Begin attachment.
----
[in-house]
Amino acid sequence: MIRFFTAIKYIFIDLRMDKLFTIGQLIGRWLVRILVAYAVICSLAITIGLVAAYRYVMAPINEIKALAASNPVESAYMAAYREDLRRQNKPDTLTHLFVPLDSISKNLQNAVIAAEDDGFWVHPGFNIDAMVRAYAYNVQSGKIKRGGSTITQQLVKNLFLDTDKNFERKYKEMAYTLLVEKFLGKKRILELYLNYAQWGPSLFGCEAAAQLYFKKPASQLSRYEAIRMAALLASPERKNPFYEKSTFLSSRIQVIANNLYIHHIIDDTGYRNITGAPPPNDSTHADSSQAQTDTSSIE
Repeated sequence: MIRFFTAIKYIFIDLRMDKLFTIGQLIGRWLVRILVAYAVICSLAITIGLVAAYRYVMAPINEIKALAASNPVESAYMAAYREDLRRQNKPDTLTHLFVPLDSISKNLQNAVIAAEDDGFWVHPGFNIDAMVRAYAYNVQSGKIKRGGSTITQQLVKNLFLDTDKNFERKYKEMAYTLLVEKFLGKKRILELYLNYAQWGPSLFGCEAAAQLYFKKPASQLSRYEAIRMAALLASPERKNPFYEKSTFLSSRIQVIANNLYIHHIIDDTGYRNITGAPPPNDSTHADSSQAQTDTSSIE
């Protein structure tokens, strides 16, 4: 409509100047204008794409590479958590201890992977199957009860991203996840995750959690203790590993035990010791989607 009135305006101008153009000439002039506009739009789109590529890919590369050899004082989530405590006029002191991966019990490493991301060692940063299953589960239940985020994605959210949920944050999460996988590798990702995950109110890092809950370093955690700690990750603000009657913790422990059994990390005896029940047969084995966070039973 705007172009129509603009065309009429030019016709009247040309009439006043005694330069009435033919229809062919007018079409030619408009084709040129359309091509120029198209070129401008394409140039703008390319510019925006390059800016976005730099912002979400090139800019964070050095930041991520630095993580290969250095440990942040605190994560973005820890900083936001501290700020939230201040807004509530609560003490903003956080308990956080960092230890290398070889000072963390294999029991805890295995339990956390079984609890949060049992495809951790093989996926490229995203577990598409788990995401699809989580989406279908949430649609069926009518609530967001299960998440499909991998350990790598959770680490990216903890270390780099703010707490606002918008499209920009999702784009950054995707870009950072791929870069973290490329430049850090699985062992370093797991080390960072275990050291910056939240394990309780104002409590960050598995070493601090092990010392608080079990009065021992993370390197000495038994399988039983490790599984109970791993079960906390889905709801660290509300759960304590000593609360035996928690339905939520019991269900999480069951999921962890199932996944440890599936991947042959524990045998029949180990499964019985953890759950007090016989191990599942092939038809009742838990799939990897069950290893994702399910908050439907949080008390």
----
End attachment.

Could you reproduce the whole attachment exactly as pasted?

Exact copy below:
[in-house]
Amino acid sequence: MIRFFTAIKYIFIDLRMDKLFTIGQLIGRWLVRILVAYAVICSLAITIGLVAAYRYVMAPINEIKALAASNPVESAYMAAYREDLRRQNKPDTLTHLFVPLDSISKNLQNAVIAAEDDGFWVHPGFNIDAMVRAYAYNVQSGKIKRGGSTITQQLVKNLFLDTDKNFERKYKEMAYTLLVEKFLGKKRILELYLNYAQWGPSLFGCEAAAQLYFKKPASQLSRYEAIRMAALLASPERKNPFYEKSTFLSSRIQVIANNLYIHHIIDDTGYRNITGAPPPNDSTHADSSQAQTDTSSIE
Repeated sequence: MIRFFTAIKYIFIDLRMDKLFTIGQLIGRWLVRILVAYAVICSLAITIGLVAAYRYVMAPINEIKALAASNPVESAYMAAYREDLRRQNKPDTLTHLFVPLDSISKNLQNAVIAAEDDGFWVHPGFNIDAMVRAYAYNVQSGKIKRGGSTITQQLVKNLFLDTDKNFERKYKEMAYTLLVEKFLGKKRILELYLNYAQWGPSLFGCEAAAQLYFKKPASQLSRYEAIRMAALLASPERKNPFYEKSTFLSSRIQVIANNLYIHHIIDDTGYRNITGAPPPNDSTHADSSQAQTDTSSIE
């Protein structure tokens, strides 16, 4: 409509100047204008794409590479958590201890992977199957009860991203996840995750959690203790590993035990010791989607 009135305006101008153009000439002039506009739009789109590529890919590369050899004082989530405590006029002191991966019990490493991301060692940063299953589960239940985020994605959210949920944050999460996988590798990702995950109110890092809950370093955690700690990750603000009657913790422990059994990390005896029940047969084995966070039973 705007172009129509603009065309009429030019016709009247040309009439006043005694330069009435033919229809062919007018079409030619408009084709040129359309091509120029198209070129401008394409140039703008390319510019925006390059800016976005730099912002979400090139800019964070050095930041991520630095993580290969250095440990942040605190994560973005820890900083936001501290700020939230201040807004509530609560003490903003956080308990956080960092230890290398070889000072963390294999029991805890295995339990956390079984609890949060049992495809951790093989996926490229995203577990598409788990995401699809989580989406279908949430649609069926009518609530967001299960998440499909991998350990790598959770680490990216903890270390780099703010707490606002918008499209920009999702784009950054995707870009950072791929870069973290490329430049850090699985062992370093797991080390960072275990050291910056939240394990309780104002409590960050598995070493601090092990010392608080079990009065021992993370390197000495038994399988039983490790599984109970791993079960906390889905709801660290509300759960304590000593609360035996928690339905939520019991269900999480069951999921962890199932996944440890599936991947042959524990045998029949180990499964019985953890759950007090016989191990599942092939038809009742838990799939990897069950290893994702399910908050439907949080008390």